Paying a premium might make sense for someone that has experience with the new hotness, but only if the rest of their experience is commensurate. Knowing how to communicate well, cooperate on requirements, think efficiently, provide useful documentation, manage bugs, manage your time, maintain client relationships, and just work well as part of a team are all at least as important as any specific tool. A college grad may or may not have those skills, even good interviews can't tell you everything about how a new hire will interact with a team or a client. If you've got a developer you know and trust and that done good work for a long time then it's unlikely the new-hot-skill is worth a premium above years of experience. A new grad isn't likely to have any depth of experience, even in a new technology, so it seems like simple math to justify training up an existing skilled competent asset rather than spending a premium on an unknown quantity.

If we're comparing against a developer that hasn't kept up, and isn't doing those things well, then that's another story.

Still, each case is unique, and the ability to negotiate a salary is almost an unrelated skill to your actual competence as a developer.

Comment Safeguards (Score 1) 433

I think giving multiple people root access is the opposite direction the original question intended. I think the idea is that you don't want ANY one person to have the ability to bring down, corrupt, or steal from a single system. Considering the recent madness around congressional data, passwords, credit card databases, and thousands of other examples this sort of security seems more and more reasonable.

I work on some unclassified Department of Defense machines, and even to get root access to those machines our admins have to get Top Secret clearances. Of course, this does nothing to ward off incompetence and is only useful for providing increased trust in your single point of failure, (but that trust is important). I assume you're looking for assurances beyond this sort of social-engineering aspect.

The two-key (nuclear) option mentioned is probably workable for a reasonably administered production system. There are several ways to implement a two-person system that could work.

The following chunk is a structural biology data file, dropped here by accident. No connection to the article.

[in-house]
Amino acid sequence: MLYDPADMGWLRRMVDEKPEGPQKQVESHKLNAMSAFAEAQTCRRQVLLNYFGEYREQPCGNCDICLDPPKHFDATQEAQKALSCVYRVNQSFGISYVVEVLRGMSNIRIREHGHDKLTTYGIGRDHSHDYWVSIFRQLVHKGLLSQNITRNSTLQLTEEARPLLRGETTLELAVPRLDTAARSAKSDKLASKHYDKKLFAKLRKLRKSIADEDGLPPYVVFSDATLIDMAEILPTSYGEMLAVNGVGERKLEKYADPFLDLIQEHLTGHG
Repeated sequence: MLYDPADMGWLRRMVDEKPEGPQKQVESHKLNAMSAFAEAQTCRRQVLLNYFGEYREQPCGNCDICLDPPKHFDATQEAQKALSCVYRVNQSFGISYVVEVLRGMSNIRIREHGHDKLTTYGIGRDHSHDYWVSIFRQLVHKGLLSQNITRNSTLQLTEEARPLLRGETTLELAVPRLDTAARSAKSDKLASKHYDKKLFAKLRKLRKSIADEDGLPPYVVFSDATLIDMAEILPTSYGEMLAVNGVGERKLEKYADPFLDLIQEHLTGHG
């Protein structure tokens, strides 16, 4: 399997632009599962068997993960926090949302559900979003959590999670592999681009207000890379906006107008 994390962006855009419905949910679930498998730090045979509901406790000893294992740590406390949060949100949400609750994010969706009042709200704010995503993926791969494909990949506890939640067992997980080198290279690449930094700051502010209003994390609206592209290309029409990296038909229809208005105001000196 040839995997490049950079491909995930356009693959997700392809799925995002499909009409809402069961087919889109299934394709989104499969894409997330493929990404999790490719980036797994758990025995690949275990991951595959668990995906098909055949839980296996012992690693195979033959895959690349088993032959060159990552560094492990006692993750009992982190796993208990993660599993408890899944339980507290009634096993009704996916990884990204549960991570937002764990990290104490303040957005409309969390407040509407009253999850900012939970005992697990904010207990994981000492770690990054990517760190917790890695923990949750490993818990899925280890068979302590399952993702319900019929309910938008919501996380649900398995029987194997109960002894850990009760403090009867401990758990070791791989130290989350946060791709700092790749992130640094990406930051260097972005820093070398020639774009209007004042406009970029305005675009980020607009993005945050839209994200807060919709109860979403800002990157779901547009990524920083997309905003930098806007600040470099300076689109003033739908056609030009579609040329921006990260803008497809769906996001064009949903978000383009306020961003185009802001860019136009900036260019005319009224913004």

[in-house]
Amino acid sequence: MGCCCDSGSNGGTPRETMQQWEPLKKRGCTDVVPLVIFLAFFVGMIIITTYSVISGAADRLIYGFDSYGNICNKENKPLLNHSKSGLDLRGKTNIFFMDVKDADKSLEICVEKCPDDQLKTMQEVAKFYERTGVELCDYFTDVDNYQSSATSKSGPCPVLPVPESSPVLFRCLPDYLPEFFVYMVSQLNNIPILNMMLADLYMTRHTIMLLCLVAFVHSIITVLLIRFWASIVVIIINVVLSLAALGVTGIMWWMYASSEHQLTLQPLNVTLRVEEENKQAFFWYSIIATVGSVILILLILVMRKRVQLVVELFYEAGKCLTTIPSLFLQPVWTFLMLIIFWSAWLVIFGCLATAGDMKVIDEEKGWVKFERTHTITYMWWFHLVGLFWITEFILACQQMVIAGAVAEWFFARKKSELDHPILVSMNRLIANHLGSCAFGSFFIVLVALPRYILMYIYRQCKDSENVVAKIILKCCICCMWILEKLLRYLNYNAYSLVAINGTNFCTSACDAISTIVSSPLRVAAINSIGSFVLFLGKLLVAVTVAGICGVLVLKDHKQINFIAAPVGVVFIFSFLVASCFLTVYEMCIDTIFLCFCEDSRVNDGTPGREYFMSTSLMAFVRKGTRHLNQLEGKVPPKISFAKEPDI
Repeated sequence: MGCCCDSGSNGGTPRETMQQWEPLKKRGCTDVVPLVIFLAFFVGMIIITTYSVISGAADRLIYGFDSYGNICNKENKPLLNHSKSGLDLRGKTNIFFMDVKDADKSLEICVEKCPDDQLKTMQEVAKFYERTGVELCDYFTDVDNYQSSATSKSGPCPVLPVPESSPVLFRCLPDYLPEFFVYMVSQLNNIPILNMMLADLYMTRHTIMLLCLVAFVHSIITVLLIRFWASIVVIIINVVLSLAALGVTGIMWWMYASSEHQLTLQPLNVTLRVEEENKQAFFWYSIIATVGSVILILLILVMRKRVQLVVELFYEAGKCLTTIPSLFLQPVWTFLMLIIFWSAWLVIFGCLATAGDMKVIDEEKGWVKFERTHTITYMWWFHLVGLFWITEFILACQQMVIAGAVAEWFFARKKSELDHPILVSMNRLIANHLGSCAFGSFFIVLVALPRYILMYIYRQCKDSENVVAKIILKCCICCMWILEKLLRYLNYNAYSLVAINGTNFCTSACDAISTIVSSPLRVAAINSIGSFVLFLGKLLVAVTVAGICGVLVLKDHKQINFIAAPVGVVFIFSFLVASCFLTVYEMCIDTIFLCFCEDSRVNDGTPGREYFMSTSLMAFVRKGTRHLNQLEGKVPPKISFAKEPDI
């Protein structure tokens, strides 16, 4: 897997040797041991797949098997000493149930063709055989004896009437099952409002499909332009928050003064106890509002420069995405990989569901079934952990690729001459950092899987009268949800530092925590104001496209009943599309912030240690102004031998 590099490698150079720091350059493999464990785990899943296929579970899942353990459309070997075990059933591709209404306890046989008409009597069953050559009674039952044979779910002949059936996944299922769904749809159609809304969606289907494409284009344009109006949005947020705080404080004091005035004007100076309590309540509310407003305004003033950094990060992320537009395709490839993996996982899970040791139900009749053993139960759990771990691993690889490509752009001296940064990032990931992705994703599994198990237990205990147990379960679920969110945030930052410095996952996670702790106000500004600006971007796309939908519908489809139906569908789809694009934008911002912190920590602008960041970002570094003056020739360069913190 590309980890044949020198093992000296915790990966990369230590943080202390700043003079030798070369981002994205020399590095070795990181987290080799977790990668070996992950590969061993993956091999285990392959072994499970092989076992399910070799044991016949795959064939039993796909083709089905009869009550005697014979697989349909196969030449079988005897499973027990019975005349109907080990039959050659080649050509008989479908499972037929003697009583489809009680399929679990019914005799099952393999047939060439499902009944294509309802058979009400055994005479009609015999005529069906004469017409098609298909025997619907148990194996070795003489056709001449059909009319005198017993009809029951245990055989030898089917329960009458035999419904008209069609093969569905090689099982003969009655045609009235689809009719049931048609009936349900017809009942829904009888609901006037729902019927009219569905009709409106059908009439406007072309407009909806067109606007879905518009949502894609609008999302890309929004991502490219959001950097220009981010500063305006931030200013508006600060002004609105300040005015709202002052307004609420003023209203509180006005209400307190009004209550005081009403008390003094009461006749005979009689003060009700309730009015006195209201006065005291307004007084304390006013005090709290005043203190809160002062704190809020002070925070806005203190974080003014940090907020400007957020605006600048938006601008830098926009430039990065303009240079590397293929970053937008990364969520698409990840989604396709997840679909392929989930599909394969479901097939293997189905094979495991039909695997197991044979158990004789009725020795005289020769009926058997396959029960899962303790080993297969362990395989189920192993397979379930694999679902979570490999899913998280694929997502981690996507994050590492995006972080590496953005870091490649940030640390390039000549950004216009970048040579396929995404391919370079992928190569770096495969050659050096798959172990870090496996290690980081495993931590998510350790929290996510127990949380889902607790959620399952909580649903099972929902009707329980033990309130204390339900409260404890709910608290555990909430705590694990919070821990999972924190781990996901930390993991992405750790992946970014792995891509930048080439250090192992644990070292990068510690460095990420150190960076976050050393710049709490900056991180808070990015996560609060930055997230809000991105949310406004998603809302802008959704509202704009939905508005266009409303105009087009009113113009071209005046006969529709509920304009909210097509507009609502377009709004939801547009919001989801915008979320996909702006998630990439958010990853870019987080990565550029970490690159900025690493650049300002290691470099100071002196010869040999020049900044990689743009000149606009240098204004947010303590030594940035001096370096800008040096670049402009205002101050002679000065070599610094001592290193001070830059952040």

First, routine tasks, or tasks which can be pre-planned (i.e. non-emergency situations) could be scripted on backup environments without the sensitivity or criticality of the production system. This should be standard practice anyway. Once a working tested script is prepared (and that can be a script in the programming sense a la .ksh/.perl or a script in the user-documentation meaning). The production system can require dual authentication for logon before the script could be executed. In a fully automated setting this is a completely technological solution (although I admit that I don't know of a working implementation that is publicly available), but even if there are some manual steps required, holding both key holders responsible and requiring at least over-the-shoulder confirmation is a useful policy.

For more complex tasks, such as recovering physically corrupted data, which really can't be simulated and scripted, dividing responsibilities and ensuring multiple people are in attendance at all times can significantly reduce risk exposure with minimal impact (it doubles your staffing requirement, but only for the hopefully brief periods when this is required). Again, this is not a technical solution, other than having lock boxes or rooms with multiple keys.

It's important to realize of course that you'd have to apply this solution not just to your sysadmin role, but to your physical infrastructure (no one person can access the power button, the fuse box, etc. by themselves), and to each application running on the system, at least for any role that has access to protected areas. This is nigh impossible in a usable system, so the problem gets pretty complicated, but if you really need the security then it may be worth the effort.

First Person Shooters (Games)

Combat Vets On CoD: Black Ops, Medal of Honor Taliban 93

An anonymous reader writes "Thom 'SSGTRAN' Tran, seen in the Call of Duty: Black Ops live action trailer and in the game as the NVA multiplayer character, gets interviewed and talks about Medal of Honor's Taliban drama. '... to me, it's a non-issue. This is Hollywood. This is entertainment. There has to be a bad guy if there's going to be a good guy. It's that simple. Regardless of whether you call them — "Taliban" or "Op For" — you're looking at the same thing. They're the bad guys.'" Gamasutra published a related story about military simulation games from the perspective of black ops veteran and awesome-name-contest winner Wolfgang Hammersmith. "In his view, all gunfights are a series of ordered and logical decisions; when he explains it to me, I can sense him performing mental math, brain exercise, the kind that appeals to gamers and game designers. Precise skill, calculated reaction. Combat operations and pistolcraft are the man's life's work."